The simple, two-word title of this course has embedded within it a few implications. Among them, that there is a category of texts which one could qualify as “literature”; secondly, that such texts require a particular kind of reading, different from the reading demanded by other linguistic structures (such as, for example, course descriptions); and, finally, that “reading literature” is sufficiently strange that it warrants its own university course. Instead of taking these implications for granted, our class will be dedicated to experimentally, critically, and rigorously testing their verity. Is there something peculiar to the way “literary” texts are made? Do those constructions both demand and produce reader participation in ways other texts do not? What might be the value of reading these texts? Such basic yet complicated questions will occupy our thinking, reading, and writing.

To conduct this experiment, we will examine a broad sample pool of texts that have been called “literary,” looking for constants and variables. We will begin with readings in one of the oldest textual traditions, namely the lyric poem, considering works by Sappho, William Shakespeare, John Donne, Christina Rossetti, Robert Browning, Charles Baudelaire, e.e. cummings, T.S. Eliot, Charles Olson, and Bernadette Mayer. As we read, we’ll examine poetic devices such as metaphor, voice, rhyme, and meter, as well as poetic tropes and genres, for their conceptual, aesthetic, and affective consequences. For the second half of the quarter, the attention will shift to prose, as well as to the last 200 years (for reasons we’ll discuss), beginning with short fiction by Edgar Allan Poe and Herman Melville, moving to Nathaniel West’s novella Miss Lonelyhearts, and ending with an extended examination of Zora Neale Hurston’s novel Their Eyes Were Watching God. We will pay close attention to the strategies of narration, the function of character, and the role of plot, as well as the social, ethical, and philosophical implications of fiction. To aid our inquiry, throughout the course we will also examine some key theoretical literature (!) on these topics, testing the claims others have made against our own discoveries.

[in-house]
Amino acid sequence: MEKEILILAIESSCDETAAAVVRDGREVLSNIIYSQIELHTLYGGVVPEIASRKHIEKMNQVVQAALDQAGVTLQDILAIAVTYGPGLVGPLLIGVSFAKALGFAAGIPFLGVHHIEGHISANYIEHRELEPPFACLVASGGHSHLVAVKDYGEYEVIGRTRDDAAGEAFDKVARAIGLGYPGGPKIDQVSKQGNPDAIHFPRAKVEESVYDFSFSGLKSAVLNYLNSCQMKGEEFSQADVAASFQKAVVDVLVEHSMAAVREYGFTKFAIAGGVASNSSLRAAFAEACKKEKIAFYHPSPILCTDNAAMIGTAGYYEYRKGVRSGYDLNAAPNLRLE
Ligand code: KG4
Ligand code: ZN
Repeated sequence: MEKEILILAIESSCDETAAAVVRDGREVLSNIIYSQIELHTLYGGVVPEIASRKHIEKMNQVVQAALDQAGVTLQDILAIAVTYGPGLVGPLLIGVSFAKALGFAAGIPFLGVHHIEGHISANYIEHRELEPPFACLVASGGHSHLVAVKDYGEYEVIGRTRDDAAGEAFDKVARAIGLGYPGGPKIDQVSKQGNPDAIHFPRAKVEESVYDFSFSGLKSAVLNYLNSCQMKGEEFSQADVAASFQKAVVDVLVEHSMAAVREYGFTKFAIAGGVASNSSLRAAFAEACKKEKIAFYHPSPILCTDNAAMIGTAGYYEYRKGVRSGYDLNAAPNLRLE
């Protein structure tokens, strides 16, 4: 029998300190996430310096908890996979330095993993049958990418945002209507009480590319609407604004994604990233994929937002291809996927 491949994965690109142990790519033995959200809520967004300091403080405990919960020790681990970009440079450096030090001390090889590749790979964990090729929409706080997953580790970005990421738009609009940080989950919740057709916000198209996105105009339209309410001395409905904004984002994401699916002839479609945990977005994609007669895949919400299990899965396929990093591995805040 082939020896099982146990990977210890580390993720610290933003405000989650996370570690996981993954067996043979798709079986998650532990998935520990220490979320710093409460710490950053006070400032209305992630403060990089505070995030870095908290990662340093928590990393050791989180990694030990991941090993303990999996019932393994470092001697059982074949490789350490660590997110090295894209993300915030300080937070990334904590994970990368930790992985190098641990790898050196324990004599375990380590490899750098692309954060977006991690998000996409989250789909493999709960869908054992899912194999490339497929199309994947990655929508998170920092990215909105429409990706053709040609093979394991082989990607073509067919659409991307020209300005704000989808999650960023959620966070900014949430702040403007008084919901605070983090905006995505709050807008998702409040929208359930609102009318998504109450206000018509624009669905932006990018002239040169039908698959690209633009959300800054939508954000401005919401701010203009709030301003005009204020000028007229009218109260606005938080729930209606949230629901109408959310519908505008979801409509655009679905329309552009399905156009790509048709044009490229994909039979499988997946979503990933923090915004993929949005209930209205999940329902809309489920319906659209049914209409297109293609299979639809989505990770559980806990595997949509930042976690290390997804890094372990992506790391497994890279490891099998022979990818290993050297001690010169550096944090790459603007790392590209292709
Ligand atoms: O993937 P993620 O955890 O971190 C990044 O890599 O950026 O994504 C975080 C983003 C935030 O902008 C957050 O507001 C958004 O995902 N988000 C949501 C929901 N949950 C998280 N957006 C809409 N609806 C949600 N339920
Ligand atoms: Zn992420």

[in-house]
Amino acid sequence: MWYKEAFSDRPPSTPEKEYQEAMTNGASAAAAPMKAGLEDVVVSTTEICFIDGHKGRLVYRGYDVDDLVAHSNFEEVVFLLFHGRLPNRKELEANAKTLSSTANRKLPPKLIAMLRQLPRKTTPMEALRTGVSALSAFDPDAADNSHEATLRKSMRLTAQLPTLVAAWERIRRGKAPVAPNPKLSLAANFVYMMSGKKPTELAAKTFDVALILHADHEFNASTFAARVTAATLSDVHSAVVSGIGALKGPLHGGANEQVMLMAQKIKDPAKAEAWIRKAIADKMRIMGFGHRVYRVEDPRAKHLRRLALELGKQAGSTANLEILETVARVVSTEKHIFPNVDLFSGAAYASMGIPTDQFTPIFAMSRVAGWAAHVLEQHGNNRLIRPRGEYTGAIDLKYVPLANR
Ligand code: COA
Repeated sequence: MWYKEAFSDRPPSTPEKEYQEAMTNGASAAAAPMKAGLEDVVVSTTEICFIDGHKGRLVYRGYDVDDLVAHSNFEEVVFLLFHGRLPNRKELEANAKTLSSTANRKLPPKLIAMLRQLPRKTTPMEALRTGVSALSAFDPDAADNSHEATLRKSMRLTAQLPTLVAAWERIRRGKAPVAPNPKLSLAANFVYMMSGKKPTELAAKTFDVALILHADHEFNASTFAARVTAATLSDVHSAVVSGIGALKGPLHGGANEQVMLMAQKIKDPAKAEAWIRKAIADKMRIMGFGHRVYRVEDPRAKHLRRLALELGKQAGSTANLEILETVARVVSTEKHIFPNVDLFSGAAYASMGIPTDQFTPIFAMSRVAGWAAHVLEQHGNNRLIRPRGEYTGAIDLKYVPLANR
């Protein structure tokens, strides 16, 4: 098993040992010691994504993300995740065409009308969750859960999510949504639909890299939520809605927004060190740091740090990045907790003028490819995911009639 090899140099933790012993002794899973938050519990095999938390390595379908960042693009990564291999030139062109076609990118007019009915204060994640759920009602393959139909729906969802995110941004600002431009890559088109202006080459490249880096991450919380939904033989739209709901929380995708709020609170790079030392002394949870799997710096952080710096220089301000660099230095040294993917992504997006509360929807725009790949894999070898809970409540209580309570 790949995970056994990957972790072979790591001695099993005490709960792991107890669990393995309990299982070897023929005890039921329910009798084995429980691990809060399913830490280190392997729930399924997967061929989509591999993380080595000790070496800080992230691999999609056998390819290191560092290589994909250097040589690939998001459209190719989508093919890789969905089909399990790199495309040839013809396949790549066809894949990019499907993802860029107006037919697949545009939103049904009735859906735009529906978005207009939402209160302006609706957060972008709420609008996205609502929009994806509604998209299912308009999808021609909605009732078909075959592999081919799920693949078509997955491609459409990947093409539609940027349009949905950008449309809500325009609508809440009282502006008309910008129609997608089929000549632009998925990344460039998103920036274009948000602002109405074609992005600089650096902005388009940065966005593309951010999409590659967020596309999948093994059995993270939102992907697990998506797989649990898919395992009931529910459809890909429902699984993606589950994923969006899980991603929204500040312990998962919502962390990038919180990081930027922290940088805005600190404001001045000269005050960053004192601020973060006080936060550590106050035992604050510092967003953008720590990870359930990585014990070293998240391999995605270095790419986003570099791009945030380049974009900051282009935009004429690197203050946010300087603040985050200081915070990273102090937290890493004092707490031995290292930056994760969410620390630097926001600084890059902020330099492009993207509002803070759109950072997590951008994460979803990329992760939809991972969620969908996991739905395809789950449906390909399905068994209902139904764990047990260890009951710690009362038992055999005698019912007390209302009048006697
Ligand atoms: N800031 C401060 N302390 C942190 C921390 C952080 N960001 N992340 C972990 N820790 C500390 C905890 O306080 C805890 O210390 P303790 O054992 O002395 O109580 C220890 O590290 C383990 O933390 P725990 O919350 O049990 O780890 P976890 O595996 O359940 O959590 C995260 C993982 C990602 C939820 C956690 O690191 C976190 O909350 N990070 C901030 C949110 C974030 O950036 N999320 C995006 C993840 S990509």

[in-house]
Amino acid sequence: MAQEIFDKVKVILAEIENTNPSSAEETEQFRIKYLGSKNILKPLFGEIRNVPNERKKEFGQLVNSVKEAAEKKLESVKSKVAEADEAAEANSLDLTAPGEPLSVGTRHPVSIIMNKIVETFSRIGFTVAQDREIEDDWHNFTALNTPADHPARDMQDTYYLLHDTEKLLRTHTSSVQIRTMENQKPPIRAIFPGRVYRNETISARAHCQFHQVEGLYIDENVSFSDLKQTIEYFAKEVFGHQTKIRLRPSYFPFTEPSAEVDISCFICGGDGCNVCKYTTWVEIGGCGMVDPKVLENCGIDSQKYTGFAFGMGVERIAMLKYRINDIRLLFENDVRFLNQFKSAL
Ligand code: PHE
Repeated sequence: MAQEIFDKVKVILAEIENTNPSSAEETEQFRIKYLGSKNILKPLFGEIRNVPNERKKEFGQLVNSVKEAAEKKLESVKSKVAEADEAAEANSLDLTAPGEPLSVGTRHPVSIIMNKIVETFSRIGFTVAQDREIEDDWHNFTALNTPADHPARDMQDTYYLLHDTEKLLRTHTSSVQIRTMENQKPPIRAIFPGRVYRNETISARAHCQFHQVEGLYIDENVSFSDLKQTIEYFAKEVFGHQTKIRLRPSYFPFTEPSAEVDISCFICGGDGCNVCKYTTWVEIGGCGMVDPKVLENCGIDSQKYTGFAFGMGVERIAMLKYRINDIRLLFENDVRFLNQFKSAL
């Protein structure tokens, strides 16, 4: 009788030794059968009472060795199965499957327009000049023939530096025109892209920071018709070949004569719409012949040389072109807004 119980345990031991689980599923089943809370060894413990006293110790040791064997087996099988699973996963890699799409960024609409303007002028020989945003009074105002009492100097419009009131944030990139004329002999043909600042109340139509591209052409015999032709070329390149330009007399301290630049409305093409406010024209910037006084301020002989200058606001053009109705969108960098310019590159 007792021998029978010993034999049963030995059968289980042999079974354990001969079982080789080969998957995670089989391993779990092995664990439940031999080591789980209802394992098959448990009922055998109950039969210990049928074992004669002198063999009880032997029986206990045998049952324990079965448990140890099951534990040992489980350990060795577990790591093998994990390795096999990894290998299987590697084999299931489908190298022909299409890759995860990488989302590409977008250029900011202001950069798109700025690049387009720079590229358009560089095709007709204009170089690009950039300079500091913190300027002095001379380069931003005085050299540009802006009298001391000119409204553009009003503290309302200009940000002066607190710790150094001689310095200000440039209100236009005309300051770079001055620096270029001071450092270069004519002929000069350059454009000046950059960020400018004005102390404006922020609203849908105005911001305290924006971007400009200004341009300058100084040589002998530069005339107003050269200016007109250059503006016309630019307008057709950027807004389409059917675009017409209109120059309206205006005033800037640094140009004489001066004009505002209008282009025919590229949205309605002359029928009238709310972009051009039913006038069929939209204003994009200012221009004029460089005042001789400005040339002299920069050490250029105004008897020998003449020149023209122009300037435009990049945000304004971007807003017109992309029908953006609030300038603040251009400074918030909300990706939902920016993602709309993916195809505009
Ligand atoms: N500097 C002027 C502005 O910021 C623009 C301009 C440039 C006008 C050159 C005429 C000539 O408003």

Students will be asked to participate actively in each class discussion. The writing will be divided up into three 2-page critical response essays; students will chose one of these essays to expand into a final 6-8 page paper.